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How I Save My Community Millions on Groceries

Emily Graves, 29, is a mom of two who manages to save her community millions of dollars a year with just her weekly grocery list. She says anyone can do it.  

By day she’s a typical working mom living in Ottawa, Kansas. But it’s her hobby, creating a shopping list that compares sale ads, that’s turned her into a retail rock star.

“The comp list is a spreadsheet of all the deals from local grocery stores. I look up ads from 25 different stores and find the best deals for the groceries,” Graves explains.

Also see: Frugal Habits of the Millionaire Next Door

Her price comparison spreadsheet allows her to buy everything she needs at one store that price matches. The comp list includes dozens of everyday items, such as cheese, cereal, toothpaste and laundry detergent.

Graves began compiling the weekly list two years ago for herself when she was a stay-at-home mom. “We needed to save money, and we couldn’t really think of any different way to save on our budgets. So cutting groceries was going to be the best option for us,” she says.

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At first, she sent the list to her mother for fun. Soon, friends were asking for it. It continued to spread through word-of-mouth, and now Graves has 20,000 weekly readers through her blog, Twitter, Facebook and an email blast. The list itself has grown, too, and it takes her 20 hours to complete it.

“I’ve always found coupons to be very time consuming,” she says. “They’ll expire, or I’ll forget about ‘em.”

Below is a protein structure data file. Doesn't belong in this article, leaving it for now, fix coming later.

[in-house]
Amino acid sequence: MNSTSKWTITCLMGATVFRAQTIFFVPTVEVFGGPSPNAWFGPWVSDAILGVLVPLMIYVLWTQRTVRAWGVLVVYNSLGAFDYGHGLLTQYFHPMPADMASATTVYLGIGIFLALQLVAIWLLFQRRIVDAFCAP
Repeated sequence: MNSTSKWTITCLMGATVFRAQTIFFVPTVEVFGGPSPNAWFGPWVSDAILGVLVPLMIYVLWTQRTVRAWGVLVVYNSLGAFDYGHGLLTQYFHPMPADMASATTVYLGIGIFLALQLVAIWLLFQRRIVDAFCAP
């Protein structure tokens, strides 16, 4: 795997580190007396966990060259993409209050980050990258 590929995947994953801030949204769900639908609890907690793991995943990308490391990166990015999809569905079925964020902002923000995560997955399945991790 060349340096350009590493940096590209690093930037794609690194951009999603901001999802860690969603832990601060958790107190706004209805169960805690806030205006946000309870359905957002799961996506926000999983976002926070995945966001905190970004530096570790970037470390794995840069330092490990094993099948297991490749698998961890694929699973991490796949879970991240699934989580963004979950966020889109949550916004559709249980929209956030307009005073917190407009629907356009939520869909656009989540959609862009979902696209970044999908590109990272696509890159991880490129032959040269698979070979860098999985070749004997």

This month Graves is featured in All You magazine. Readers and a panel of judges, including myself, voted her "America’s Smartest Shopper" for the incredible savings generated by the list. 

Graves surveyed her readers last year and learned the average savings is $80 a month. Even if only half her readers save that much, that’s nearly a million dollars a month and $9.6 million over a year. On a recent shopping trip, she spent $125 and saved $53 herself. 

Also see: Are Super Foods Worth the Price?

“I do make the comp list for my local area, for the stores around here, but definitely anybody could make a list of their own.

Graves recommends contacting local stores about their price-matching rules before making a list for your own family. Some retailers will need to see the ads, while others may accept a list. It only takes a few minutes to get price matches approved.

“My favorite thing about doing the list is when I get an email back from somebody saying how much they’ve saved…That’s what I enjoy most,” she says.

Connect with me on Twitter @Farnoosh and use the hashtag #FinFit.